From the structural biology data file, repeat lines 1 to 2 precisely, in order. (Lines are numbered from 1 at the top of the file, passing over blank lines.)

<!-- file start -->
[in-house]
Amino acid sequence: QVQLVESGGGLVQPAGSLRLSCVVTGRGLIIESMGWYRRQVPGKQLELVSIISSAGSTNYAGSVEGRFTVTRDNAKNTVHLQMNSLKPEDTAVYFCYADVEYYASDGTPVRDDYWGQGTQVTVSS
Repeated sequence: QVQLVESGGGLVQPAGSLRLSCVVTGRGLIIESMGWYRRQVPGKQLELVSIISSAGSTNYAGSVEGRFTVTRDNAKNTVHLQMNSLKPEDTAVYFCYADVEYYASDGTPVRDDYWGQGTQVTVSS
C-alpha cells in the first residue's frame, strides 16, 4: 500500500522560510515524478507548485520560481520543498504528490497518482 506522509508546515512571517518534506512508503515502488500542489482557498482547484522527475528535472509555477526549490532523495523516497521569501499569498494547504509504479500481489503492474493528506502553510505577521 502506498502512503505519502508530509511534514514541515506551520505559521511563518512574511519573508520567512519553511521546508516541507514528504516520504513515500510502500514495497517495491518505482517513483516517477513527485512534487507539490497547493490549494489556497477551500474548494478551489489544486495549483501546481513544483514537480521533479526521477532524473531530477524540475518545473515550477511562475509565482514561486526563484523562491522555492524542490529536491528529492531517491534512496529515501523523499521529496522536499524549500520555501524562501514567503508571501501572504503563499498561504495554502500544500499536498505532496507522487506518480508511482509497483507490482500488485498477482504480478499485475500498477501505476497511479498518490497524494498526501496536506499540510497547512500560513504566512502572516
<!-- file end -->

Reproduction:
[in-house]
Amino acid sequence: QVQLVESGGGLVQPAGSLRLSCVVTGRGLIIESMGWYRRQVPGKQLELVSIISSAGSTNYAGSVEGRFTVTRDNAKNTVHLQMNSLKPEDTAVYFCYADVEYYASDGTPVRDDYWGQGTQVTVSS